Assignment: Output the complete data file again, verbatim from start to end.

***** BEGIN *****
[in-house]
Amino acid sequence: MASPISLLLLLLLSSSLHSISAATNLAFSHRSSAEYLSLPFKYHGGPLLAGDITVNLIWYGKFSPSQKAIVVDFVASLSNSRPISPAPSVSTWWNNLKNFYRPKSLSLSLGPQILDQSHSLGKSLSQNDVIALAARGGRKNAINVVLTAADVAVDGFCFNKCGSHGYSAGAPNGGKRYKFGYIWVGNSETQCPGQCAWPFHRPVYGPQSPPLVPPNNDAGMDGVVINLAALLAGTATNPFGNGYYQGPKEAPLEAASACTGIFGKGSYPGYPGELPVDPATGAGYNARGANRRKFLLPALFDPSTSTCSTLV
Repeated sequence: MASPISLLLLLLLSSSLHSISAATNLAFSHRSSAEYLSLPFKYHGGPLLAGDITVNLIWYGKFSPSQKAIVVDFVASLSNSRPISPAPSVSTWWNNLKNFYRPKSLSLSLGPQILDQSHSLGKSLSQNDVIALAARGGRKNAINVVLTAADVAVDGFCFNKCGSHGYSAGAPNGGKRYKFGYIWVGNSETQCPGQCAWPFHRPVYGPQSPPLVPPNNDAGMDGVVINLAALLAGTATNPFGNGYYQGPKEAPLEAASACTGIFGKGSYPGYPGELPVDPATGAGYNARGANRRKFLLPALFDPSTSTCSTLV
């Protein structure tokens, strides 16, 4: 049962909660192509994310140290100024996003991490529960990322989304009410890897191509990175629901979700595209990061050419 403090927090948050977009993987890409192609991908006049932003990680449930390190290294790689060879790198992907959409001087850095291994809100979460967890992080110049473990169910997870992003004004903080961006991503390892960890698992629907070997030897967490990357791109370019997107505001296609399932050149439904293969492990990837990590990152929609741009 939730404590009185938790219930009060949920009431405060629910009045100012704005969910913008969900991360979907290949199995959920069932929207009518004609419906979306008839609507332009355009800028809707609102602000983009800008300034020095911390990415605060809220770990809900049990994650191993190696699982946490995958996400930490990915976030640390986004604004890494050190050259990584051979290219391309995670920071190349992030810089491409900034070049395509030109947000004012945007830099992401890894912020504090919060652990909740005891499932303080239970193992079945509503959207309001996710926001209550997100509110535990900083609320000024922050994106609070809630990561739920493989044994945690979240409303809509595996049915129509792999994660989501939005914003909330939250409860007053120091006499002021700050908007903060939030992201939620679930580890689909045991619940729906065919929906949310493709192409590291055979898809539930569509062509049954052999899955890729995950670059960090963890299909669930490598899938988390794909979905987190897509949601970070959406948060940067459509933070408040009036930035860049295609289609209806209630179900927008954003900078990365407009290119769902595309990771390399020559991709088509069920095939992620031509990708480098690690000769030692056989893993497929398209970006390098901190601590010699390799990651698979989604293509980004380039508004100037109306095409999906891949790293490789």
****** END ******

[in-house]
Amino acid sequence: MASPISLLLLLLLSSSLHSISAATNLAFSHRSSAEYLSLPFKYHGGPLLAGDITVNLIWYGKFSPSQKAIVVDFVASLSNSRPISPAPSVSTWWNNLKNFYRPKSLSLSLGPQILDQSHSLGKSLSQNDVIALAARGGRKNAINVVLTAADVAVDGFCFNKCGSHGYSAGAPNGGKRYKFGYIWVGNSETQCPGQCAWPFHRPVYGPQSPPLVPPNNDAGMDGVVINLAALLAGTATNPFGNGYYQGPKEAPLEAASACTGIFGKGSYPGYPGELPVDPATGAGYNARGANRRKFLLPALFDPSTSTCSTLV
Repeated sequence: MASPISLLLLLLLSSSLHSISAATNLAFSHRSSAEYLSLPFKYHGGPLLAGDITVNLIWYGKFSPSQKAIVVDFVASLSNSRPISPAPSVSTWWNNLKNFYRPKSLSLSLGPQILDQSHSLGKSLSQNDVIALAARGGRKNAINVVLTAADVAVDGFCFNKCGSHGYSAGAPNGGKRYKFGYIWVGNSETQCPGQCAWPFHRPVYGPQSPPLVPPNNDAGMDGVVINLAALLAGTATNPFGNGYYQGPKEAPLEAASACTGIFGKGSYPGYPGELPVDPATGAGYNARGANRRKFLLPALFDPSTSTCSTLV
């Protein structure tokens, strides 16, 4: 049962909660192509994310140290100024996003991490529960990322989304009410890897191509990175629901979700595209990061050419 403090927090948050977009993987890409192609991908006049932003990680449930390190290294790689060879790198992907959409001087850095291994809100979460967890992080110049473990169910997870992003004004903080961006991503390892960890698992629907070997030897967490990357791109370019997107505001296609399932050149439904293969492990990837990590990152929609741009 939730404590009185938790219930009060949920009431405060629910009045100012704005969910913008969900991360979907290949199995959920069932929207009518004609419906979306008839609507332009355009800028809707609102602000983009800008300034020095911390990415605060809220770990809900049990994650191993190696699982946490995958996400930490990915976030640390986004604004890494050190050259990584051979290219391309995670920071190349992030810089491409900034070049395509030109947000004012945007830099992401890894912020504090919060652990909740005891499932303080239970193992079945509503959207309001996710926001209550997100509110535990900083609320000024922050994106609070809630990561739920493989044994945690979240409303809509595996049915129509792999994660989501939005914003909330939250409860007053120091006499002021700050908007903060939030992201939620679930580890689909045991619940729906065919929906949310493709192409590291055979898809539930569509062509049954052999899955890729995950670059960090963890299909669930490598899938988390794909979905987190897509949601970070959406948060940067459509933070408040009036930035860049295609289609209806209630179900927008954003900078990365407009290119769902595309990771390399020559991709088509069920095939992620031509990708480098690690000769030692056989893993497929398209970006390098901190601590010699390799990651698979989604293509980004380039508004100037109306095409999906891949790293490789």